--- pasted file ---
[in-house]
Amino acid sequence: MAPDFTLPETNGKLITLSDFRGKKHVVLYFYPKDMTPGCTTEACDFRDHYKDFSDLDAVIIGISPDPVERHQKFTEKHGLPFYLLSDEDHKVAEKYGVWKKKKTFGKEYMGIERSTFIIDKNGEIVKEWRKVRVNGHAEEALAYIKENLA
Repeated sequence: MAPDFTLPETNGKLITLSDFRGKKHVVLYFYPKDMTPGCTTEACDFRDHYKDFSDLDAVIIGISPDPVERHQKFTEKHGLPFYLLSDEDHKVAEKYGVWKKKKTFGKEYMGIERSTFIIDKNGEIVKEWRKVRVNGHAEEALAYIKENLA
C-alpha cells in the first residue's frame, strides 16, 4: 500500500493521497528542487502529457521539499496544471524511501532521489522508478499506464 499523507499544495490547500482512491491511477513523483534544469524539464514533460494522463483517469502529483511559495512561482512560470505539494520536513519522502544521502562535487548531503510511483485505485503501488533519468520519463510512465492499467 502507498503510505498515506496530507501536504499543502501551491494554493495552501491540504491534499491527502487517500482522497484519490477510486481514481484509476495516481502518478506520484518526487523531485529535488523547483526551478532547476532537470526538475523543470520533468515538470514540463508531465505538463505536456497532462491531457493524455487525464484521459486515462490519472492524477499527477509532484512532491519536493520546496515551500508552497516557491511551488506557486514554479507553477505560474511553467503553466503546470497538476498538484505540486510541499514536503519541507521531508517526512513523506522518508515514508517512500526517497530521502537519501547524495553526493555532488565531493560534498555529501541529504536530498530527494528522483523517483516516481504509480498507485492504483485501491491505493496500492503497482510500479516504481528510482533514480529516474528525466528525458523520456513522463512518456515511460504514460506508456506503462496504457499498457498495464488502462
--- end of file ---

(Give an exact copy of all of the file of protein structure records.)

[in-house]
Amino acid sequence: MAPDFTLPETNGKLITLSDFRGKKHVVLYFYPKDMTPGCTTEACDFRDHYKDFSDLDAVIIGISPDPVERHQKFTEKHGLPFYLLSDEDHKVAEKYGVWKKKKTFGKEYMGIERSTFIIDKNGEIVKEWRKVRVNGHAEEALAYIKENLA
Repeated sequence: MAPDFTLPETNGKLITLSDFRGKKHVVLYFYPKDMTPGCTTEACDFRDHYKDFSDLDAVIIGISPDPVERHQKFTEKHGLPFYLLSDEDHKVAEKYGVWKKKKTFGKEYMGIERSTFIIDKNGEIVKEWRKVRVNGHAEEALAYIKENLA
C-alpha cells in the first residue's frame, strides 16, 4: 500500500493521497528542487502529457521539499496544471524511501532521489522508478499506464 499523507499544495490547500482512491491511477513523483534544469524539464514533460494522463483517469502529483511559495512561482512560470505539494520536513519522502544521502562535487548531503510511483485505485503501488533519468520519463510512465492499467 502507498503510505498515506496530507501536504499543502501551491494554493495552501491540504491534499491527502487517500482522497484519490477510486481514481484509476495516481502518478506520484518526487523531485529535488523547483526551478532547476532537470526538475523543470520533468515538470514540463508531465505538463505536456497532462491531457493524455487525464484521459486515462490519472492524477499527477509532484512532491519536493520546496515551500508552497516557491511551488506557486514554479507553477505560474511553467503553466503546470497538476498538484505540486510541499514536503519541507521531508517526512513523506522518508515514508517512500526517497530521502537519501547524495553526493555532488565531493560534498555529501541529504536530498530527494528522483523517483516516481504509480498507485492504483485501491491505493496500492503497482510500479516504481528510482533514480529516474528525466528525458523520456513522463512518456515511460504514460506508456506503462496504457499498457498495464488502462